Nearly 2,000 LGBTQ young people, parents, and other adults attended the 25th annual Models of Pride conference at the University of Southern California on October 29.
Until three weeks ago, parent Keith Gregory didn’t think he’d be among them.
“Our child just told us three weeks ago that she is a transgender female and we’ve been looking for some people to talk to and support groups,” Gregory explained during a lunch break.
He spent the morning talking to other parents at a PFLAG workshop and was feeling more connected.
“I’ve met some people who were very helpful and who have great stories,” he said. “We love our child. That’s the key.”
Sitting near Gregory and his wife was Lynn Johnson, who had attended the same PFLAG meeting. Her son came out as transgender five years ago and she showed up at Models of Pride looking for ways to help other parents.
“I’m totally inspired,” said Johnson. “I’m just amazed at how large this event is. I’m delighted that there are more opportunities than when my son came out five years ago. I felt really alone and didn’t have connections so I’m really happy to connect with parents earlier on their journey and to be able to go further for myself.”
Models of Pride is the world’s largest free conference of its kind and offers a full day of life-enriching programming designed to help young people build confidence and self-esteem and develop valuable life skills.
Organized by the Center’s LifeWorks youth development and mentoring program, the day included more than 100 workshops and presentations. Coinciding with the youth workshops was an all-day conference for adults who support LGBTQ youth.
Young People Find Their Tribe
A 16-year-old lesbian named Nayeli stuck close to a friend as she navigated her way through the lunchtime crowd. She had been to the opening session then a workshop and was now looking for a place to sit and eat her boxed lunch.
The teen had come out to family and friends less than two months ago and the conference showed her that she’s not alone.
“It actually feels really good to look around and see all these other people who have come out,” said Nayeli. “Everybody is here to support each other.”
Transgender teen Ashur, 14, expressed similar sentiments: “It’s fun to interact with other people like us. I came here to not be the only person who’s trans in a group.”
Gay college student Jesus, 22, loved feeling like he was in a safe space to just be himself.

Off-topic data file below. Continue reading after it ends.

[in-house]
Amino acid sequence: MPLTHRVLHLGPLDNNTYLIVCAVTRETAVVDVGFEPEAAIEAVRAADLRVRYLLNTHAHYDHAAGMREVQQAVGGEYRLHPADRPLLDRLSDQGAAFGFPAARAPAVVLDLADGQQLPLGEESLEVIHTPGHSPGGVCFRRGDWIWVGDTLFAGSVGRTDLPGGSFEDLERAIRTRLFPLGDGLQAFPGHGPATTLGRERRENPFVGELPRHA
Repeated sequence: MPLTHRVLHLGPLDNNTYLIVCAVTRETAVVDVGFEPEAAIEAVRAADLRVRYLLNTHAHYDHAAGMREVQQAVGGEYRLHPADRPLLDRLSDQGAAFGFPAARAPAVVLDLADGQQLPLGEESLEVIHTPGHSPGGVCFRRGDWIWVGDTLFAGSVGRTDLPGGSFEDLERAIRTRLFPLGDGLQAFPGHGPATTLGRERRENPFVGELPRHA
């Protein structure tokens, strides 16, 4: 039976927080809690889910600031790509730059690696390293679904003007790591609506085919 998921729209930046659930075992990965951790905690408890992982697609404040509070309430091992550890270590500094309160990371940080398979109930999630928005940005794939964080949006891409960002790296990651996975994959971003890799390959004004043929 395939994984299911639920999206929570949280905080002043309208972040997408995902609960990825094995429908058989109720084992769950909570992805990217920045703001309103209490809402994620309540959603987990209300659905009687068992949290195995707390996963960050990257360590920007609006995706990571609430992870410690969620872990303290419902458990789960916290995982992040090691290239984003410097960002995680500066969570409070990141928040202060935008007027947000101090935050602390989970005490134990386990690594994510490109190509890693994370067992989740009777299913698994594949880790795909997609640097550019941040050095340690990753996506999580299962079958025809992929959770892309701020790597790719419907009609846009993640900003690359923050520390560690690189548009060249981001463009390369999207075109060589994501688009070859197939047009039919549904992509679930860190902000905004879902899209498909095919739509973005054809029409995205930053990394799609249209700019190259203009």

“It’s definitely different to be surrounded by so many other people like you,” he said. “You don’t have to be so mindful of what people think of you of how they feel about people being gay. You don’t feel like you have to be cautious or feel uncomfortable. It’s nice.”
Another college student, 21-year-old Chris Harrop, was at Models of Pride representing the University of San Diego at its information booth, which was part of a college fair.
“It’s exciting seeing so many young people here,” said Harrop, president of the pride group on his campus. “I remember I definitely wasn’t out when I was in high school and I would not have attended something like this.”
In addition to the job fair, Models of Pride featured a career fair with LGBT-friendly companies on hand.
“This is so inspirational just to be here,” said Carl Jordan, a senior vice president and regional manager for U.S. Bank. “I look at all these people who can bring themselves to an event like this with admiration. Knowing what I went through when I was in school, it means a lot personally and also professionally.”
The Presenting Sponsor of this year’s conference was Toyota Financial Services. Junior sponsors include Comcast NBC Universal; Edison International; Planned Parenthood; and the University of Southern California. In addition to U.S. Bank, sophomore sponsors included Bank of the West; Gilead Sciences; Mattel; Ralph’s/Food4Less; Them; Union Bank; and U.S. Bank and Freshman sponsors included The Aerospace Corporation; Arup; Bloomingdale’s, Central Intelligence Agency; Ross Stores; and Sodexo. The event’s In-Kind sponsors included Hansen’s Soda; Jersey Mike’s Subs; and Starbucks.